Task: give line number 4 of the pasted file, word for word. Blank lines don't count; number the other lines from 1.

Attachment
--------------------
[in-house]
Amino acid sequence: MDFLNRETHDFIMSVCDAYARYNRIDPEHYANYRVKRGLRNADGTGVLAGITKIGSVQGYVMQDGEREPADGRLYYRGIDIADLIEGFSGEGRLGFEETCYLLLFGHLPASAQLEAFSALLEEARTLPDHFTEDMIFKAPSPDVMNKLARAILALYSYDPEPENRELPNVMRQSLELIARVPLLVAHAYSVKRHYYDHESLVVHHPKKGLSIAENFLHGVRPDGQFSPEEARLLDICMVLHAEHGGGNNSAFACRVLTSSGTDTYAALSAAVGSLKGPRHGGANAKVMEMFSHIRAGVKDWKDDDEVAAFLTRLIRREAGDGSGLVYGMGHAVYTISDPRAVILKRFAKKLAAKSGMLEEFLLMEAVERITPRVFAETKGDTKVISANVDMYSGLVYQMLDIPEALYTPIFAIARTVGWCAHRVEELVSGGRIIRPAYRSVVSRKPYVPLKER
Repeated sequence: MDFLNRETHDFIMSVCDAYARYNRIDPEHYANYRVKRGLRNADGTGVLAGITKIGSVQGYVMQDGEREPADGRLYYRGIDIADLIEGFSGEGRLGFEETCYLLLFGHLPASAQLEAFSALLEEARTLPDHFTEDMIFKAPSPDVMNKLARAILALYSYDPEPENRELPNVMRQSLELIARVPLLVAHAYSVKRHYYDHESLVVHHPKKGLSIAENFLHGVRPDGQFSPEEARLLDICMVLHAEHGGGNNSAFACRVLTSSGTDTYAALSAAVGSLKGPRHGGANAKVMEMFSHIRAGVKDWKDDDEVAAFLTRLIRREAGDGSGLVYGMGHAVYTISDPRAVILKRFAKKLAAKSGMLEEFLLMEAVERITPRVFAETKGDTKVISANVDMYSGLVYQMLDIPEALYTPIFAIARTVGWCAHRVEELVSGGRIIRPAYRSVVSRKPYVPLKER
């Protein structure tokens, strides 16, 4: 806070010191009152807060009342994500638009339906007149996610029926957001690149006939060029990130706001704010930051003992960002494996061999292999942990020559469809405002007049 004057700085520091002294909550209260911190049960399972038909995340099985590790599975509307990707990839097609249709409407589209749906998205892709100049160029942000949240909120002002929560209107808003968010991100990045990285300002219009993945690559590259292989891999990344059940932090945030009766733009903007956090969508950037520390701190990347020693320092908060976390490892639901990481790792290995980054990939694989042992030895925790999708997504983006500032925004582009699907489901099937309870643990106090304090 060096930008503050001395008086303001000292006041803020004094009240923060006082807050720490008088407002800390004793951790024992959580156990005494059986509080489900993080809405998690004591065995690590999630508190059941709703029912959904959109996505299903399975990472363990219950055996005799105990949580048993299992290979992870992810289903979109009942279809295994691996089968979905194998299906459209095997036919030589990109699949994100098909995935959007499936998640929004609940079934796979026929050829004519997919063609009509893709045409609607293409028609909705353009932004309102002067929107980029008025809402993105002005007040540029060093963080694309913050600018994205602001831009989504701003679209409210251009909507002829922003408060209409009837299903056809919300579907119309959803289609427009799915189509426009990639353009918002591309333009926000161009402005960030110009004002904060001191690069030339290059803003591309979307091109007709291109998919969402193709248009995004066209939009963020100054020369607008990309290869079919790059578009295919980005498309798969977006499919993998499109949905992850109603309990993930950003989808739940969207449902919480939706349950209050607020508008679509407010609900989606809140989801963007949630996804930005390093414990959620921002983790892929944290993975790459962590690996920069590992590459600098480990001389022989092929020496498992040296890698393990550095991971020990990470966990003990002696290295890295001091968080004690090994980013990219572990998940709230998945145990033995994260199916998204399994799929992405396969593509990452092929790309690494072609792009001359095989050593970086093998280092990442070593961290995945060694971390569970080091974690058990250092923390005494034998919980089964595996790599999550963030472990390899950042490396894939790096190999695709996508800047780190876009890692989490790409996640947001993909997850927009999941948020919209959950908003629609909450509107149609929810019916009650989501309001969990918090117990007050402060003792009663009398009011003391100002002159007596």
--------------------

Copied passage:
């Protein structure tokens, strides 16, 4: 806070010191009152807060009342994500638009339906007149996610029926957001690149006939060029990130706001704010930051003992960002494996061999292999942990020559469809405002007049 004057700085520091002294909550209260911190049960399972038909995340099985590790599975509307990707990839097609249709409407589209749906998205892709100049160029942000949240909120002002929560209107808003968010991100990045990285300002219009993945690559590259292989891999990344059940932090945030009766733009903007956090969508950037520390701190990347020693320092908060976390490892639901990481790792290995980054990939694989042992030895925790999708997504983006500032925004582009699907489901099937309870643990106090304090 060096930008503050001395008086303001000292006041803020004094009240923060006082807050720490008088407002800390004793951790024992959580156990005494059986509080489900993080809405998690004591065995690590999630508190059941709703029912959904959109996505299903399975990472363990219950055996005799105990949580048993299992290979992870992810289903979109009942279809295994691996089968979905194998299906459209095997036919030589990109699949994100098909995935959007499936998640929004609940079934796979026929050829004519997919063609009509893709045409609607293409028609909705353009932004309102002067929107980029008025809402993105002005007040540029060093963080694309913050600018994205602001831009989504701003679209409210251009909507002829922003408060209409009837299903056809919300579907119309959803289609427009799915189509426009990639353009918002591309333009926000161009402005960030110009004002904060001191690069030339290059803003591309979307091109007709291109998919969402193709248009995004066209939009963020100054020369607008990309290869079919790059578009295919980005498309798969977006499919993998499109949905992850109603309990993930950003989808739940969207449902919480939706349950209050607020508008679509407010609900989606809140989801963007949630996804930005390093414990959620921002983790892929944290993975790459962590690996920069590992590459600098480990001389022989092929020496498992040296890698393990550095991971020990990470966990003990002696290295890295001091968080004690090994980013990219572990998940709230998945145990033995994260199916998204399994799929992405396969593509990452092929790309690494072609792009001359095989050593970086093998280092990442070593961290995945060694971390569970080091974690058990250092923390005494034998919980089964595996790599999550963030472990390899950042490396894939790096190999695709996508800047780190876009890692989490790409996640947001993909997850927009999941948020919209959950908003629609909450509107149609929810019916009650989501309001969990918090117990007050402060003792009663009398009011003391100002002159007596």